We have had a crime reduction and disorder partnership in Barnsley since 1995, and I have had the privilege of chairing it since that time. Much of our work has been recognised and adopted by the Government. I know that the Conservative party is rather sceptical about the role of support officers, but Conservatives should reflect further on the value of providing a framework in which community support officers work with the police. Right across the borough we have created what we call LPTs or local police teams, which consist of police officers working with community support officers and estate tenants with the help of local authority professional officers. The team has a social worker, a housing officer and has access to a legal adviser. As soon as a problem arises in a particular location, it can be dealt with and resolved pretty speedily.

The LPTs have had a progressively effective impact. Comparing the last quarter with that of a year ago, Barnsley has seen a 51 per cent. reduction in crime. There has been about a 30 per cent. reduction in domestic burglary and a 20 per cent. reduction in car crime. The co-ordinated approach is clearly working well. If Conservative Members want to know how crime support officers actually work in the LPTs, I invite them to visit Barnsley to see how it is done.

Dr. Andrew Murrison (Westbury) (Con): I am pleased that such measures seem to be working well in the hon. Gentleman's constituency, but I have to tell him that in my constituency the burglary clear-up rate is deteriorating all the time. Does he accept that the picture that he paints of his own constituency is by no means mirrored across the country?

Mr. Clapham: I would accept that it is not mirrored across the country, but statistics show that, across the country, there has indeed been a reduction in domestic burglary, as in car crime, right across the piece. Although it is not exactly the same from one constituency to another, there is certainly clear evidence of improvement. We now have between 138,000 to 140,000 police officers, the largest number ever to operate in the UK, and they are working with
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community support officers in the sort of framework that I have described. That shows how the improvement has been brought about and that positive results are achievable. If the same provisions in the hon. Gentleman's constituency are not working as well as they are in mine—when I talk about Barnsley, I am talking about three constituencies—it might be worth his looking further into what has happened. It provides a template that many other local authorities are actively considering. Positive developments in tackling crime are therefore evident and they are built on the back of what the Government have proposed for tackling antisocial behaviour.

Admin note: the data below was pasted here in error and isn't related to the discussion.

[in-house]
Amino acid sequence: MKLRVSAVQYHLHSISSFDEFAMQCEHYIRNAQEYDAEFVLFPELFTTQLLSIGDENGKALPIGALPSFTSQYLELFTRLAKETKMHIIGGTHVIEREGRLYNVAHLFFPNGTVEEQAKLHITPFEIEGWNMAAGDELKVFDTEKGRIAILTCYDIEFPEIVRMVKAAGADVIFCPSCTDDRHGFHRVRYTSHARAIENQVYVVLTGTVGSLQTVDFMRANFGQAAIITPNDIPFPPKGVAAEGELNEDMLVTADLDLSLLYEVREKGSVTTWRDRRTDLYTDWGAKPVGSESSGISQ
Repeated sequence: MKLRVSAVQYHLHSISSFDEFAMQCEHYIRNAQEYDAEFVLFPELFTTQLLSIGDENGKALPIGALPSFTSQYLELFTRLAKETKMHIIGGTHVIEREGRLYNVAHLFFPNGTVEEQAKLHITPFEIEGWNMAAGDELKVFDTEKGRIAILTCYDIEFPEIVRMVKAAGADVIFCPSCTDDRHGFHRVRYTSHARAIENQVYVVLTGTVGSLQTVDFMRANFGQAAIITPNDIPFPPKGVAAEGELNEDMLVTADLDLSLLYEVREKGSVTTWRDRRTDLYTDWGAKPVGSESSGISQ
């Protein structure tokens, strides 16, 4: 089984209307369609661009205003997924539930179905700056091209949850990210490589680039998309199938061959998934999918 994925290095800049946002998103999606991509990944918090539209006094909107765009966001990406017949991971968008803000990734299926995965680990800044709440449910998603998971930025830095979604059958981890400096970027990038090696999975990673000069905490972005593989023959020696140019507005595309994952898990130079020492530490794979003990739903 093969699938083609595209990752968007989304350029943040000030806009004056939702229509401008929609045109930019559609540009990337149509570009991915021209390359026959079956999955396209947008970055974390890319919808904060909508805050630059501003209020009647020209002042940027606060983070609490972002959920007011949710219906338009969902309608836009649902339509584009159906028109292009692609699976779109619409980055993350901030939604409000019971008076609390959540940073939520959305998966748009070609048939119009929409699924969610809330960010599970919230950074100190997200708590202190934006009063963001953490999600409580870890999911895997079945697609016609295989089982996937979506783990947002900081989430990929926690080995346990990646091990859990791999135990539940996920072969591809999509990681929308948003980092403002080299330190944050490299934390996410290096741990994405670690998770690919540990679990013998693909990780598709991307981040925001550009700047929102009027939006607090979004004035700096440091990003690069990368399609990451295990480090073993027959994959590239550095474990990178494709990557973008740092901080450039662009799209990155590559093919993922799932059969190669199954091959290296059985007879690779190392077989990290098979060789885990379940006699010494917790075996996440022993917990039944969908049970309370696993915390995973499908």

Drugs are a big problem in Barnsley, as they are across the piece. In the late 1990s, we had an enormous problem with heroin. In 1997–98 the drug action team, which is part of the partnership, suggested that as many as 5,000 people regularly took heroin. Since then, we have provided a number of overlapping programmes, with some going into primary schools and some into secondary schools, and a recent report from the DAT suggests that great improvements have been made. There has been a fall in the number of people taking class A drugs and the number of young people starting to take such drugs, which shows that many of the national framework's programmes are indeed beginning to work.

This year's heroin crop in Afghanistan, estimated at 3,500 tonnes with a market value in excess of £30 billion, could undo much of the good work that has been done in our communities. We need to concentrate on what we, as the lead nation, can do in tackling opium eradication in Afghanistan. Although eradication is vital to that country's future as it is to the welfare of our communities in the UK, we need to be aware that sustainable eradication programmes take considerable time to work through. It is necessary to build viable communities and replace institutions.

Some have suggested that aerial spraying is the best way to eradicate the poppy crop and get on top of the opium problem in Afghanistan, but it would be a disaster and would undermine much of what has already been done. The provisional reconstruction teams have an opportunity to engage effectively with the community, but if we were to embark on an aerial spraying eradication programme it would undermine the good relationships that have been built up. Rather, we should put in place an income substitution programme and help to introduce new crops for farmers or to create industries in which the farmers could earn incomes other than from poppy growing. If we were to do otherwise, it undermine all that has been achieved in Afghanistan. I hope that Front Benchers are listening and taking notes, because it is crucial to get that message across to those who are proposing aerial spraying as the way forward.

The Gracious Speech's reference to corporate manslaughter is to be welcomed. The proposal is long overdue, and it shows the country that the Government are tough on the causes of death and injury at work. Any measures in that regard should be complemented by increased fines for health and safety breaches.

In conclusion, I want to say a little about my concerns. I am worried that we are in danger of eroding civil liberties under the banner of the fight against terrorism. I do not think that identity cards will help in
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that fight. Indeed, I suggest that false cards will be available on the market even before the real thing has been rolled out to every individual. That would undermine a project that would cost an enormous amount. I am therefore rather sceptical about identity cards.

We must move carefully and cautiously when it comes to dealing with terror. I am sceptical about judge-only trials. I agree with the Law Society that such trials represent an unacceptable erosion of citizens' rights. We must be very careful about how we take forward legislation to deal with terrorism.

In large part, the Gracious Speech builds on what has gone before. It offers a chance to build strong and progressive communities. We must weigh some of the proposals in respect of terrorism carefully if we are to retain our civil liberties. Freedom is precious, and we must not sacrifice it.

6.1 pm